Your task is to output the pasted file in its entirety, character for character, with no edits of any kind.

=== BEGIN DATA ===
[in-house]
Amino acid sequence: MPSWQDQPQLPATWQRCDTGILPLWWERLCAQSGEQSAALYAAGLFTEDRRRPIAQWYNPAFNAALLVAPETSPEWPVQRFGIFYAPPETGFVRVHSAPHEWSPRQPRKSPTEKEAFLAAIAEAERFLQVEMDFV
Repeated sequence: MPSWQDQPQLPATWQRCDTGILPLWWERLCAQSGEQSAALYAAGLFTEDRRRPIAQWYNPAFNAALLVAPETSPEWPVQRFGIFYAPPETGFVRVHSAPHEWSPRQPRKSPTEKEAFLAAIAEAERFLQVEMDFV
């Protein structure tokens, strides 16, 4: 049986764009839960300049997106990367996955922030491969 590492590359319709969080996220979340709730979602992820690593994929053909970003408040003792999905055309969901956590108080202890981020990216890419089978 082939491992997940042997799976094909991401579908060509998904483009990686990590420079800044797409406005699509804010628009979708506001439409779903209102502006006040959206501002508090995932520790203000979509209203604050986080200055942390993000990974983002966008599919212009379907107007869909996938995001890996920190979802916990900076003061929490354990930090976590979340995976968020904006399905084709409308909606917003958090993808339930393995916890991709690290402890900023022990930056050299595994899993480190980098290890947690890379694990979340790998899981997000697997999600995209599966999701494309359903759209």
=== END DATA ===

[in-house]
Amino acid sequence: MPSWQDQPQLPATWQRCDTGILPLWWERLCAQSGEQSAALYAAGLFTEDRRRPIAQWYNPAFNAALLVAPETSPEWPVQRFGIFYAPPETGFVRVHSAPHEWSPRQPRKSPTEKEAFLAAIAEAERFLQVEMDFV
Repeated sequence: MPSWQDQPQLPATWQRCDTGILPLWWERLCAQSGEQSAALYAAGLFTEDRRRPIAQWYNPAFNAALLVAPETSPEWPVQRFGIFYAPPETGFVRVHSAPHEWSPRQPRKSPTEKEAFLAAIAEAERFLQVEMDFV
């Protein structure tokens, strides 16, 4: 049986764009839960300049997106990367996955922030491969 590492590359319709969080996220979340709730979602992820690593994929053909970003408040003792999905055309969901956590108080202890981020990216890419089978 082939491992997940042997799976094909991401579908060509998904483009990686990590420079800044797409406005699509804010628009979708506001439409779903209102502006006040959206501002508090995932520790203000979509209203604050986080200055942390993000990974983002966008599919212009379907107007869909996938995001890996920190979802916990900076003061929490354990930090976590979340995976968020904006399905084709409308909606917003958090993808339930393995916890991709690290402890900023022990930056050299595994899993480190980098290890947690890379694990979340790998899981997000697997999600995209599966999701494309359903759209």